hull

noun
\ ˈhəl How to pronounce hull (audio) \

Definition of hull

 (Entry 1 of 7)

1a : the outer covering of a fruit or seed
b : the persistent calyx or involucre that subtends some fruits (such as a strawberry)
2a : the frame or body of a ship or boat exclusive of masts, yards, sails, and rigging
b : the main body of a usually large or heavy craft or vehicle (such as an airship or tank)

hull

verb
hulled; hulling; hulls

Definition of hull (Entry 2 of 7)

transitive verb

: to remove the hulls of : shuck

Hull

biographical name (1)
\ ˈhəl How to pronounce Hull (audio) \

Definition of Hull (Entry 3 of 7)

Cordell 1871–1955 American statesman; Secretary of State (1933–44)

Hull

biographical name (2)

Definition of Hull (Entry 4 of 7)

Isaac 1773–1843 American naval officer

Hull

biographical name (3)

Definition of Hull (Entry 5 of 7)

Bobby 1939–     Robert Marvin Hull Canadian ice hockey player

Hull

biographical name (4)

Definition of Hull (Entry 6 of 7)

William 1753–1825 American general

Hull

geographical name
\ ˈhəl How to pronounce Hull (audio) \

Definition of Hull (Entry 7 of 7)

1 or in full Kingston upon Hull \ ˈkiŋ-​stən How to pronounce Kingston upon Hull (audio) \ city and port on the Humber River in eastern England population 242,200
2 former town in southwestern Quebec, Canada, on the Ottawa River

Note: Hull is now part of the town of Gatineau.

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Other Words from hull

Noun

hull-less \ ˈhəl-​ləs How to pronounce hull-less (audio) \ adjective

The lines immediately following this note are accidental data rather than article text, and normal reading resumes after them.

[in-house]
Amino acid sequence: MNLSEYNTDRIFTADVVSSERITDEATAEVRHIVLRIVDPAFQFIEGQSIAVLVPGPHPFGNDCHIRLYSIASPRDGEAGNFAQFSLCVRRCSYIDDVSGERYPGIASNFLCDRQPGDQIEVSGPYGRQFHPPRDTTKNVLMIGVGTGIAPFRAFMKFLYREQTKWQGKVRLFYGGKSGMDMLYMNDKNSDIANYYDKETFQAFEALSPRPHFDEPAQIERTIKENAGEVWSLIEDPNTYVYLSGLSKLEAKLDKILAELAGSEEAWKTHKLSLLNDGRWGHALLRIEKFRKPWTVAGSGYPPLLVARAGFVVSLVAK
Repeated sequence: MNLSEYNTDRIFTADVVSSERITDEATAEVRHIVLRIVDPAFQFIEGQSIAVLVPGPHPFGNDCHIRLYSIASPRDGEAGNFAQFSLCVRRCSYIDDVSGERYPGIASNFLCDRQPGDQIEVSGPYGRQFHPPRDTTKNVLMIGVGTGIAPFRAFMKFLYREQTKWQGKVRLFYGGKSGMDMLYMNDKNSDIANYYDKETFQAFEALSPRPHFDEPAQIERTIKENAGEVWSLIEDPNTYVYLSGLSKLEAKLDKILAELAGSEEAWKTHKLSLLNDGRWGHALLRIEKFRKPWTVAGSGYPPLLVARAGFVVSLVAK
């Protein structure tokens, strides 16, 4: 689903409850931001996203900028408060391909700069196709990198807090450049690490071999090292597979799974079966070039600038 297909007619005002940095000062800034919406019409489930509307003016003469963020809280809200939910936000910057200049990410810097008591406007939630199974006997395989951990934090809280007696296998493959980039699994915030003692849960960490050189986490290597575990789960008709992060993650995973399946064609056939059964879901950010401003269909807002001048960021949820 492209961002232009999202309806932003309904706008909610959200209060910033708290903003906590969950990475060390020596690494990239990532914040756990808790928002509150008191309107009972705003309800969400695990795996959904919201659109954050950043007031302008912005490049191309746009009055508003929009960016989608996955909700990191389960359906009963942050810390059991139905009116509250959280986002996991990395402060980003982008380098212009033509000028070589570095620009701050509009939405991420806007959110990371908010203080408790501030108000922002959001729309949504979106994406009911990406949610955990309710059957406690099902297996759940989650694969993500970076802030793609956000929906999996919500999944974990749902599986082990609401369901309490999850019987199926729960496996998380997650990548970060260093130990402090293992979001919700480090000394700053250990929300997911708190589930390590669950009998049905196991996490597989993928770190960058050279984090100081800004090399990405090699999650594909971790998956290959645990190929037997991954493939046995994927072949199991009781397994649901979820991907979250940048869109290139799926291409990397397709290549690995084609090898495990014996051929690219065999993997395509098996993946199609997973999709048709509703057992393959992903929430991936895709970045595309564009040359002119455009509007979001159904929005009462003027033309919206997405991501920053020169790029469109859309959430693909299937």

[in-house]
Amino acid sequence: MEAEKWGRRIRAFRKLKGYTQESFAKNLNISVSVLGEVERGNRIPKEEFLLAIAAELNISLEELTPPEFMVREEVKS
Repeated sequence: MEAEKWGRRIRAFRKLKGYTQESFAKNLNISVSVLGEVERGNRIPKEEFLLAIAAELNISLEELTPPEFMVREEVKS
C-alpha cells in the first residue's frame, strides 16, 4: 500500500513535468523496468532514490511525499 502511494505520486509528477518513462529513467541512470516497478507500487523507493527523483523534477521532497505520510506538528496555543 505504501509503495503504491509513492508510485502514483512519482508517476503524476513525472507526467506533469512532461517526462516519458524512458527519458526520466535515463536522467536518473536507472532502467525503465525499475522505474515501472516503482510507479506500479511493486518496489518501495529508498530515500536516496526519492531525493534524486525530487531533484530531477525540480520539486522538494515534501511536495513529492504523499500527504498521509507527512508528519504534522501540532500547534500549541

Verb

huller noun

Examples of hull in a Sentence

Noun

the coffin was placed in a cement hull

Verb

hull the pinto beans before adding them

Recent Examples on the Web: Noun

Sailors worked quickly to shore up the damage and kept the main part of the Aber Read’s hull watertight. Fox News, "Bow of WW II US submarine discovered near remote Alaskan island," 31 July 2019 Almost none of the wooden hull is exposed; however, sections of copper sheathing, a clue to the vessel's age, can be seen in some areas of the wreck, NOAA reported. Marcy De Luna, Houston Chronicle, "NOAA researchers discover two unexplored shipwrecks in the Gulf of Mexico," 30 July 2019 The steel in the Cod’s hull is all Great Lakes steel. Greg Burnett, cleveland.com, "USS Cod celebrates 60 years on Cleveland’s lakefront," 17 July 2019 These get rid of most of the hull and germ, making the cornmeal shelf-stable for a longer period of time. Emma Wartzman, Bon Appétit, "The Need-to-Know Rule For Buying and Using Cornmeal," 17 July 2019 Azipods, developed 30 years ago by Swedish company ABB and Finnish shipyard Masa-Yards, allow for more maneuverability as the engines are directly connected to the propellers in a structure that is completely outside the ship’s hull. Richard Tribou, orlandosentinel.com, "Carnival Cruise Line to use ‘floating dry dock’ to fix Carnival Vista’s broken engines," 2 July 2019 Fujairah became a target in May, when four oil tankers anchored offshore had holes blown in their hulls. The Economist, "Tensions between Iran and the West have the Gulf states on edge," 25 July 2019 In the 19th century, just getting to Greenland’s coast by sea was fraught with enormous risks: Approaching the island, ships would sometimes be immobilized for months, their hulls creaking under the mighty squeeze of pack ice closing in. Yudhijit Bhattacharjee, chicagotribune.com, "‘The Ice at the End of the World’ is melting: Book explores Greenland and the warning it raises for global climate change," 24 July 2019 In the 19th century, just getting to Greenland’s coast by sea was fraught with enormous risks: Approaching the island, ships would sometimes be immobilized for months, their hulls creaking under the mighty squeeze of pack ice closing in. Yudhijit Bhattacharjee, Washington Post, "Exploring Greenland’s ice, then uncovering its warnings about the climate," 18 July 2019